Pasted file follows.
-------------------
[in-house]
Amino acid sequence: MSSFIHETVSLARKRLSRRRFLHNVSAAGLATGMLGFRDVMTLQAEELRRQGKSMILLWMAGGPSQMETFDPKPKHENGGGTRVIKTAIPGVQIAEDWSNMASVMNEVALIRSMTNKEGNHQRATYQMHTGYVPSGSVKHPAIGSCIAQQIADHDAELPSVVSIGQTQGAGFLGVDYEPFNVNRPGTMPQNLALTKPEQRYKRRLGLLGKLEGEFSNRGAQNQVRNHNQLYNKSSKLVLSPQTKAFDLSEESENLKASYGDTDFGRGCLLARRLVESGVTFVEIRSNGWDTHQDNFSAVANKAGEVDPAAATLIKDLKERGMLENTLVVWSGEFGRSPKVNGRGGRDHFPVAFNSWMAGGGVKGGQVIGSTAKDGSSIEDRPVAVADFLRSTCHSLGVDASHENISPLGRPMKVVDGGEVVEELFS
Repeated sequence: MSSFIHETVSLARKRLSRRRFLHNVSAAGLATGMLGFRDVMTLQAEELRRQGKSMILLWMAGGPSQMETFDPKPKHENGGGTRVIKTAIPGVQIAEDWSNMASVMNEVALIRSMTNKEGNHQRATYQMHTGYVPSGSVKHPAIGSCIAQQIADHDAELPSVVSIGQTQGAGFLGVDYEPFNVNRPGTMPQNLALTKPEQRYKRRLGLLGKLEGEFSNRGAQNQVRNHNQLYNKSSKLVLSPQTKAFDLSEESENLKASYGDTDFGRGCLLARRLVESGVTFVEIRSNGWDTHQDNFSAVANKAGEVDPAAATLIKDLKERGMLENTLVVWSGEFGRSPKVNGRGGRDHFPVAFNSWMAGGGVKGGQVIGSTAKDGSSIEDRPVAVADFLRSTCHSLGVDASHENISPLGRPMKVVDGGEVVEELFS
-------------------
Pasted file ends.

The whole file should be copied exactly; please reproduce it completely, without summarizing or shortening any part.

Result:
[in-house]
Amino acid sequence: MSSFIHETVSLARKRLSRRRFLHNVSAAGLATGMLGFRDVMTLQAEELRRQGKSMILLWMAGGPSQMETFDPKPKHENGGGTRVIKTAIPGVQIAEDWSNMASVMNEVALIRSMTNKEGNHQRATYQMHTGYVPSGSVKHPAIGSCIAQQIADHDAELPSVVSIGQTQGAGFLGVDYEPFNVNRPGTMPQNLALTKPEQRYKRRLGLLGKLEGEFSNRGAQNQVRNHNQLYNKSSKLVLSPQTKAFDLSEESENLKASYGDTDFGRGCLLARRLVESGVTFVEIRSNGWDTHQDNFSAVANKAGEVDPAAATLIKDLKERGMLENTLVVWSGEFGRSPKVNGRGGRDHFPVAFNSWMAGGGVKGGQVIGSTAKDGSSIEDRPVAVADFLRSTCHSLGVDASHENISPLGRPMKVVDGGEVVEELFS
Repeated sequence: MSSFIHETVSLARKRLSRRRFLHNVSAAGLATGMLGFRDVMTLQAEELRRQGKSMILLWMAGGPSQMETFDPKPKHENGGGTRVIKTAIPGVQIAEDWSNMASVMNEVALIRSMTNKEGNHQRATYQMHTGYVPSGSVKHPAIGSCIAQQIADHDAELPSVVSIGQTQGAGFLGVDYEPFNVNRPGTMPQNLALTKPEQRYKRRLGLLGKLEGEFSNRGAQNQVRNHNQLYNKSSKLVLSPQTKAFDLSEESENLKASYGDTDFGRGCLLARRLVESGVTFVEIRSNGWDTHQDNFSAVANKAGEVDPAAATLIKDLKERGMLENTLVVWSGEFGRSPKVNGRGGRDHFPVAFNSWMAGGGVKGGQVIGSTAKDGSSIEDRPVAVADFLRSTCHSLGVDASHENISPLGRPMKVVDGGEVVEELFS